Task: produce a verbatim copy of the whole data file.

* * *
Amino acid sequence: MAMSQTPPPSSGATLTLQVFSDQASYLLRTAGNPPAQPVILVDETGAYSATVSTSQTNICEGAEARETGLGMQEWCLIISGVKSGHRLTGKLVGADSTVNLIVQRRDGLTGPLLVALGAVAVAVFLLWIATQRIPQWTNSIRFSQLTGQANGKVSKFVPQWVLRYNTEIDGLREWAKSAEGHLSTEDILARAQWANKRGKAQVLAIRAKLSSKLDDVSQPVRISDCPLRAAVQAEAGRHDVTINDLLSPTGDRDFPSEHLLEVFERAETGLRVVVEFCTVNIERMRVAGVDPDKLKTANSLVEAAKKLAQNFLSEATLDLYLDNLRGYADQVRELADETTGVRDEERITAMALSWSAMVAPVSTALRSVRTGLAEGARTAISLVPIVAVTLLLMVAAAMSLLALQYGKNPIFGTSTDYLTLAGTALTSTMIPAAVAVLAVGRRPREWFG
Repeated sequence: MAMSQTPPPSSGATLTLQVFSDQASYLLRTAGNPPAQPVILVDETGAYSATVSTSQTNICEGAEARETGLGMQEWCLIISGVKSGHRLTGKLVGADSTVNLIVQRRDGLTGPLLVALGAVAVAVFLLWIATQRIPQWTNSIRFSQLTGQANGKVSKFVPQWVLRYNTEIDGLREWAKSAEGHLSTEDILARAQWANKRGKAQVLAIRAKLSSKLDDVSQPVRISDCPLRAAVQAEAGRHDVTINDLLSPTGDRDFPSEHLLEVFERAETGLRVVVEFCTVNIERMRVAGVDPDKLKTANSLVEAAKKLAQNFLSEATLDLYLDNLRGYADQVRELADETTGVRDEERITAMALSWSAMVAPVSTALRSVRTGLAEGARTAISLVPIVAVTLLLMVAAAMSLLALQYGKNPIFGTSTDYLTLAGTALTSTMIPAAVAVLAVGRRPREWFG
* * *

Amino acid sequence: MAMSQTPPPSSGATLTLQVFSDQASYLLRTAGNPPAQPVILVDETGAYSATVSTSQTNICEGAEARETGLGMQEWCLIISGVKSGHRLTGKLVGADSTVNLIVQRRDGLTGPLLVALGAVAVAVFLLWIATQRIPQWTNSIRFSQLTGQANGKVSKFVPQWVLRYNTEIDGLREWAKSAEGHLSTEDILARAQWANKRGKAQVLAIRAKLSSKLDDVSQPVRISDCPLRAAVQAEAGRHDVTINDLLSPTGDRDFPSEHLLEVFERAETGLRVVVEFCTVNIERMRVAGVDPDKLKTANSLVEAAKKLAQNFLSEATLDLYLDNLRGYADQVRELADETTGVRDEERITAMALSWSAMVAPVSTALRSVRTGLAEGARTAISLVPIVAVTLLLMVAAAMSLLALQYGKNPIFGTSTDYLTLAGTALTSTMIPAAVAVLAVGRRPREWFG
Repeated sequence: MAMSQTPPPSSGATLTLQVFSDQASYLLRTAGNPPAQPVILVDETGAYSATVSTSQTNICEGAEARETGLGMQEWCLIISGVKSGHRLTGKLVGADSTVNLIVQRRDGLTGPLLVALGAVAVAVFLLWIATQRIPQWTNSIRFSQLTGQANGKVSKFVPQWVLRYNTEIDGLREWAKSAEGHLSTEDILARAQWANKRGKAQVLAIRAKLSSKLDDVSQPVRISDCPLRAAVQAEAGRHDVTINDLLSPTGDRDFPSEHLLEVFERAETGLRVVVEFCTVNIERMRVAGVDPDKLKTANSLVEAAKKLAQNFLSEATLDLYLDNLRGYADQVRELADETTGVRDEERITAMALSWSAMVAPVSTALRSVRTGLAEGARTAISLVPIVAVTLLLMVAAAMSLLALQYGKNPIFGTSTDYLTLAGTALTSTMIPAAVAVLAVGRRPREWFG